Protecting Creators' Rights in the Digital Age -- letter to the CRA.

The Creators' Rights Alliance sends out a monthly news briefing. In the November issue (#31) there was a report from the conference entitled Copyright Reform in Canada: Meeting the Challenges of the Digital Age held at the Old Mill in Toronto in September 15-16.

I sent the following letter as a reply to that section of their briefing.


I suspect the conference was not as biased as reported. I will add my own comments to the two areas discussed to offer some balance.

Technical measures

Legal protection for Technical Measures is appropriately known as "Paracopyright" (See: http://en.wikipedia.org/wiki/Paracopyright ). While technical measures are used by copyright holders, so are cars, money, computers and musical instruments. Technical measures have no more a place in Copyright law than the Bank Act.

Copyright law regulates creation/distribution of copies, communication to the public, performance, etc. Copyright does not regulate "access", but the activities of people who already have access. Technical measures can limit access, and can indicate identity and authenticity. Limiting access to only those who agree to conform to specific licensing/contractual terms is an issue of contract law, not copyright. While authenticity is useful for protecting moral rights, that is about as close "technical measures" directly get to the substance of Copyright law.

Technical measures are used by copyright holders to encode, and enforce in software, specific licensing/contractual terms. This must be understood as a part of contract law. Contract law has all the proper balance to protect not only valid contracts, but protect consumers from invalid contracts. The controversy around "technical measures" would not exist if they were understood in a contract law context rather than inappropriately in the unrelated Copyright Law context.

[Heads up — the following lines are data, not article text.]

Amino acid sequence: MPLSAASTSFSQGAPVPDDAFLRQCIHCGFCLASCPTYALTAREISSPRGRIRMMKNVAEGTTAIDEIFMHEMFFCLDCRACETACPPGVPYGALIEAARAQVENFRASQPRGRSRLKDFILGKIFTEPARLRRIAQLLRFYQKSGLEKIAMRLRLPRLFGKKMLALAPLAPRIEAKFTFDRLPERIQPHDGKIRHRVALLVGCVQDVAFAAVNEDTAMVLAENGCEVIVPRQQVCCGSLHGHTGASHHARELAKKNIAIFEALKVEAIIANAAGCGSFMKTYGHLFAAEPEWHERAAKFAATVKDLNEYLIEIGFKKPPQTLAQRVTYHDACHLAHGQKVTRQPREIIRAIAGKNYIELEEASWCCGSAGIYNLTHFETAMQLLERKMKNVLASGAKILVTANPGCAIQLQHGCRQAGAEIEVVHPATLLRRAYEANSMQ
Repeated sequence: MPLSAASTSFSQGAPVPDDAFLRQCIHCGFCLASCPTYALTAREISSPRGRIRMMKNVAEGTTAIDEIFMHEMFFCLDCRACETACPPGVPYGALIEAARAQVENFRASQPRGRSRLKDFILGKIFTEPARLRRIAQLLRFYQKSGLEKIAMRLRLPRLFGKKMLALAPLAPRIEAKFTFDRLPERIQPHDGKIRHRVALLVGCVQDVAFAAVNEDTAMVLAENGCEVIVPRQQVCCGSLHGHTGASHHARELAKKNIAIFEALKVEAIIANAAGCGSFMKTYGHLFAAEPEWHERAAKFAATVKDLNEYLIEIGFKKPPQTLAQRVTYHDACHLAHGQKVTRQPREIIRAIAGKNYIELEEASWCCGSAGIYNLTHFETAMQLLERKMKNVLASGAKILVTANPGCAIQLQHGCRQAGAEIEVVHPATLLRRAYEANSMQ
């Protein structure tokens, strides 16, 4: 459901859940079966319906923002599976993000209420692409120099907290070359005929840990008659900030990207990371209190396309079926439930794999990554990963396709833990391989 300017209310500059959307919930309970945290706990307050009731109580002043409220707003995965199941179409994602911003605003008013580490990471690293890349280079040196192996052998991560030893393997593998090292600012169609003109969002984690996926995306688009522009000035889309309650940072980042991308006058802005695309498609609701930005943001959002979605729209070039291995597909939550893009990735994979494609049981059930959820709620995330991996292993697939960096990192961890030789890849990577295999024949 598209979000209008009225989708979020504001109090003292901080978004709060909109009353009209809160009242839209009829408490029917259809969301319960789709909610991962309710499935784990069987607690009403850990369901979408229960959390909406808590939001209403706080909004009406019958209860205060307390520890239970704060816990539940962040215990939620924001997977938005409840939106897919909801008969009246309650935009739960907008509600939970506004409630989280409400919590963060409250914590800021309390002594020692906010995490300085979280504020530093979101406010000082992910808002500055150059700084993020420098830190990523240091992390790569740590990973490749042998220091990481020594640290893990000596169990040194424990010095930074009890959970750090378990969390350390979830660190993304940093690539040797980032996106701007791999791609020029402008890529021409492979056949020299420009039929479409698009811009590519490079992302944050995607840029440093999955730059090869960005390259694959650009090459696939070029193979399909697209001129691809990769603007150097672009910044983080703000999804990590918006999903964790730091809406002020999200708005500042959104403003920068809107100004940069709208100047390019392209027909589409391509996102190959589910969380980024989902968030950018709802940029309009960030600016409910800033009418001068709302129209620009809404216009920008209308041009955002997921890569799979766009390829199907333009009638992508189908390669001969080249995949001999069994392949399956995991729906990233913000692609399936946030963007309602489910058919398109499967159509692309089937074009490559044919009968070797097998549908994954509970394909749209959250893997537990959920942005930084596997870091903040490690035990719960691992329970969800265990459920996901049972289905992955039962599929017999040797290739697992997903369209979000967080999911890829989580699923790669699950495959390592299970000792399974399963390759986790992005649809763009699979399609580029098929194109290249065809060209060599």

ISP Liability

There is always a false presumption that the only people who would use an ISP "notice" systems are valid copyright holders notifying an ISP about a valid copyright violation. The fact is that a notice system can be as easily abused to harm the interests of authors as unauthorized P2P systems can be, with people who are not copyright holders making accusations about activities which are not copyright violations.

The "notice and take down" is better understood as a "claim and censor" system. Given the complexities of copyright is is clear that any system which involves a take-down of information requires judicial oversight. Any lower level of protection from invalid notices should be seen as opening up Canadians to violations of our communications, cultural and creators' rights.

Those "trading partners" who have lower standards for protection from invalid notices than proposed by Canada have experienced many problems. Automated "bots" have been used by (as one court slipped and appropriately called "anti-privacy") companies like MediaSentry that sends notices to people hosting competing software. One example I read included mirrors of the Free/Libre and Open Source Software called OpenOffice.org being falsely claimed to be infringing the copyright of Microsoft Office.

It is clear that a "notice and take-down" or "notice and terminate" system are not intended to protect the rights of authors, but to protect the current market position of incumbent major labels, major studios, and "software manufacturing" monopolies from competition. They wish to increase the number of false-positives and have competing music, movies and software more easily removed from legitimate distribution sites.

Thank you for the clarification later in the briefing about CIPPIC and digital-copyright.ca


The clarification I mentioned related to a previous letter to CRA Briefings #29 (HTML version from Google) which under the title "AMENDMENTS TO THE COPYRIGHT ACT TABLED IN PARLIAMENT" said that "Some user groups are concerned that the WIPO amendments will damage the rights of users".

I suggested that, "Cippic.ca is an unbiased law clinic that deals with all sides of the issue, and digital-copyright.ca is a citizens forum primarily made up of people who are from the next generation of creators. They are not as this bulletin claims 'user groups'."